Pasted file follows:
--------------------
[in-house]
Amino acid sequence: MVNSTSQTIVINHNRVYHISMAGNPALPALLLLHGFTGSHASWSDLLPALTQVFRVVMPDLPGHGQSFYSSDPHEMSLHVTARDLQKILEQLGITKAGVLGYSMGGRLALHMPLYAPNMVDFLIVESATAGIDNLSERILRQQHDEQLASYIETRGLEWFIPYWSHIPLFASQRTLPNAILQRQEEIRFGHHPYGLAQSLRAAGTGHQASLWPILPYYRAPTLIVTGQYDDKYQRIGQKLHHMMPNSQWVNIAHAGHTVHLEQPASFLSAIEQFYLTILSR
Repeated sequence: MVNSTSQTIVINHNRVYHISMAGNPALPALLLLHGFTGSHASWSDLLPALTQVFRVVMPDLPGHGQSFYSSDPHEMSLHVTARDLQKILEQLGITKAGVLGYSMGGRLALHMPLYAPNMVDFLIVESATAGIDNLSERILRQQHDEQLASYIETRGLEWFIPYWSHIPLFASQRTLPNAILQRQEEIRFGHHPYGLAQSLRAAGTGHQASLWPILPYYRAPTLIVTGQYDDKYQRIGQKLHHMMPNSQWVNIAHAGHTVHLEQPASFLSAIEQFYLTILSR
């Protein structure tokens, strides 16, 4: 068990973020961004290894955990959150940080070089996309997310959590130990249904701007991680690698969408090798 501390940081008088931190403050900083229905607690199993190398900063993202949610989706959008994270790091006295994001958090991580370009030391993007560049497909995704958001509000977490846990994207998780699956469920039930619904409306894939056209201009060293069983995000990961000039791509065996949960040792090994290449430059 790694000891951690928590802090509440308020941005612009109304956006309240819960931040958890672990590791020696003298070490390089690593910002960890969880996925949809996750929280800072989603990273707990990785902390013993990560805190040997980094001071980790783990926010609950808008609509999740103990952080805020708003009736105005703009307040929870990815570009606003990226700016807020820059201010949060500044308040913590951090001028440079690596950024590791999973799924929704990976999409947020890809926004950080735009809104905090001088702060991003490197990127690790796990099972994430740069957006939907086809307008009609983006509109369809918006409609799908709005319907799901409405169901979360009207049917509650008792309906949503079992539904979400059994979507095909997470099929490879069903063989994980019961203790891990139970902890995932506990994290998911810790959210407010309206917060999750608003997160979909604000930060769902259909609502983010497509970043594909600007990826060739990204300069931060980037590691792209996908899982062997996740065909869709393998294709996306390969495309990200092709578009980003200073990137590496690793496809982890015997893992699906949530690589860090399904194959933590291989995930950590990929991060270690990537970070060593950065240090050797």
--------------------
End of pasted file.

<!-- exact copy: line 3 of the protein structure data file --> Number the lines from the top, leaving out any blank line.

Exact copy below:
Repeated sequence: MVNSTSQTIVINHNRVYHISMAGNPALPALLLLHGFTGSHASWSDLLPALTQVFRVVMPDLPGHGQSFYSSDPHEMSLHVTARDLQKILEQLGITKAGVLGYSMGGRLALHMPLYAPNMVDFLIVESATAGIDNLSERILRQQHDEQLASYIETRGLEWFIPYWSHIPLFASQRTLPNAILQRQEEIRFGHHPYGLAQSLRAAGTGHQASLWPILPYYRAPTLIVTGQYDDKYQRIGQKLHHMMPNSQWVNIAHAGHTVHLEQPASFLSAIEQFYLTILSR